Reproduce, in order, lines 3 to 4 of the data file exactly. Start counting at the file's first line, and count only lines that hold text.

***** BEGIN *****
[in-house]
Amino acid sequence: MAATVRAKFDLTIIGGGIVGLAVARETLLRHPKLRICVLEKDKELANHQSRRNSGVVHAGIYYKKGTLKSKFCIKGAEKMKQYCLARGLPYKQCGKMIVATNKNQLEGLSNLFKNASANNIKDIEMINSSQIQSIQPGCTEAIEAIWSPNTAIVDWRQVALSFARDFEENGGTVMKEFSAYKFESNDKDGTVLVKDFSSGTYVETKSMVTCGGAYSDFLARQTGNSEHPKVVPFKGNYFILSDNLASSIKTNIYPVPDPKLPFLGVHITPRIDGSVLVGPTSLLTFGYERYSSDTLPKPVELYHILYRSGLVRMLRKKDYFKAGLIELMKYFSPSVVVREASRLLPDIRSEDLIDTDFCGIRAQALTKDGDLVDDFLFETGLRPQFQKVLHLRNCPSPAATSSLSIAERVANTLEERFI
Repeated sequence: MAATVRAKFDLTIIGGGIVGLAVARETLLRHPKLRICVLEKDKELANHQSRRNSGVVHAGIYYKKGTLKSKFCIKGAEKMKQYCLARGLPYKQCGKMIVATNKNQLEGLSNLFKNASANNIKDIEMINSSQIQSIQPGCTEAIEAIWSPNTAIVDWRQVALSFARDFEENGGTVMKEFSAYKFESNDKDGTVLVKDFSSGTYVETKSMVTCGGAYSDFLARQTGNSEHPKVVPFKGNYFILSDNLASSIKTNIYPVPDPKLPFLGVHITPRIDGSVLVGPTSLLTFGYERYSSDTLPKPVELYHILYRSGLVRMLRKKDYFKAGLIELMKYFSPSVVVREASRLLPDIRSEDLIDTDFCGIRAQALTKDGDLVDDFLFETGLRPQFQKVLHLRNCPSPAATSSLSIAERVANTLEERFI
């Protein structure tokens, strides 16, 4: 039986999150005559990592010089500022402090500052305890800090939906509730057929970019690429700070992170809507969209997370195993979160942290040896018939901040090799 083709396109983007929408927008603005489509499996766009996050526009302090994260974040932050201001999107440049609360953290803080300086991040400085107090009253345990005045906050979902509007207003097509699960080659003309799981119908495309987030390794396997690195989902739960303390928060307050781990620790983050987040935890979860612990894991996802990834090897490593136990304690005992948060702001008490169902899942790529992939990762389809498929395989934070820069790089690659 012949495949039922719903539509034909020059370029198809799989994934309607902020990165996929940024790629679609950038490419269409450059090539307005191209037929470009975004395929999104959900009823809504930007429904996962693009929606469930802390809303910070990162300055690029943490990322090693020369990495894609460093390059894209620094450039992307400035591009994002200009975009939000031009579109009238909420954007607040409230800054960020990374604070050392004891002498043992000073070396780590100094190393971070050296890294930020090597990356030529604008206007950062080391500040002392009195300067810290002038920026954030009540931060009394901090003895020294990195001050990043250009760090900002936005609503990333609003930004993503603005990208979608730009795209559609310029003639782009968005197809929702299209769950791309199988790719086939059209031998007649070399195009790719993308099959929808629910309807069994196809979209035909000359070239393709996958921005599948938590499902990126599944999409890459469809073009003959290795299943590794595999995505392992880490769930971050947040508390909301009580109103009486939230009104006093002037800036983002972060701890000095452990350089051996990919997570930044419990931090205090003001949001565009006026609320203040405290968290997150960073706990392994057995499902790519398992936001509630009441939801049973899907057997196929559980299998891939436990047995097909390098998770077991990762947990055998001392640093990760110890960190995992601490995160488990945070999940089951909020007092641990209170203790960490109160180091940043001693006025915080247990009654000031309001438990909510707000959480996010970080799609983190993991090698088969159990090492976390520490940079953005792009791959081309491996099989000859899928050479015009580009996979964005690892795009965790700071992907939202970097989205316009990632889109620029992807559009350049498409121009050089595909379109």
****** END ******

Repeated sequence: MAATVRAKFDLTIIGGGIVGLAVARETLLRHPKLRICVLEKDKELANHQSRRNSGVVHAGIYYKKGTLKSKFCIKGAEKMKQYCLARGLPYKQCGKMIVATNKNQLEGLSNLFKNASANNIKDIEMINSSQIQSIQPGCTEAIEAIWSPNTAIVDWRQVALSFARDFEENGGTVMKEFSAYKFESNDKDGTVLVKDFSSGTYVETKSMVTCGGAYSDFLARQTGNSEHPKVVPFKGNYFILSDNLASSIKTNIYPVPDPKLPFLGVHITPRIDGSVLVGPTSLLTFGYERYSSDTLPKPVELYHILYRSGLVRMLRKKDYFKAGLIELMKYFSPSVVVREASRLLPDIRSEDLIDTDFCGIRAQALTKDGDLVDDFLFETGLRPQFQKVLHLRNCPSPAATSSLSIAERVANTLEERFI
């Protein structure tokens, strides 16, 4: 039986999150005559990592010089500022402090500052305890800090939906509730057929970019690429700070992170809507969209997370195993979160942290040896018939901040090799 083709396109983007929408927008603005489509499996766009996050526009302090994260974040932050201001999107440049609360953290803080300086991040400085107090009253345990005045906050979902509007207003097509699960080659003309799981119908495309987030390794396997690195989902739960303390928060307050781990620790983050987040935890979860612990894991996802990834090897490593136990304690005992948060702001008490169902899942790529992939990762389809498929395989934070820069790089690659 012949495949039922719903539509034909020059370029198809799989994934309607902020990165996929940024790629679609950038490419269409450059090539307005191209037929470009975004395929999104959900009823809504930007429904996962693009929606469930802390809303910070990162300055690029943490990322090693020369990495894609460093390059894209620094450039992307400035591009994002200009975009939000031009579109009238909420954007607040409230800054960020990374604070050392004891002498043992000073070396780590100094190393971070050296890294930020090597990356030529604008206007950062080391500040002392009195300067810290002038920026954030009540931060009394901090003895020294990195001050990043250009760090900002936005609503990333609003930004993503603005990208979608730009795209559609310029003639782009968005197809929702299209769950791309199988790719086939059209031998007649070399195009790719993308099959929808629910309807069994196809979209035909000359070239393709996958921005599948938590499902990126599944999409890459469809073009003959290795299943590794595999995505392992880490769930971050947040508390909301009580109103009486939230009104006093002037800036983002972060701890000095452990350089051996990919997570930044419990931090205090003001949001565009006026609320203040405290968290997150960073706990392994057995499902790519398992936001509630009441939801049973899907057997196929559980299998891939436990047995097909390098998770077991990762947990055998001392640093990760110890960190995992601490995160488990945070999940089951909020007092641990209170203790960490109160180091940043001693006025915080247990009654000031309001438990909510707000959480996010970080799609983190993991090698088969159990090492976390520490940079953005792009791959081309491996099989000859899928050479015009580009996979964005690892795009965790700071992907939202970097989205316009990632889109620029992807559009350049498409121009050089595909379109």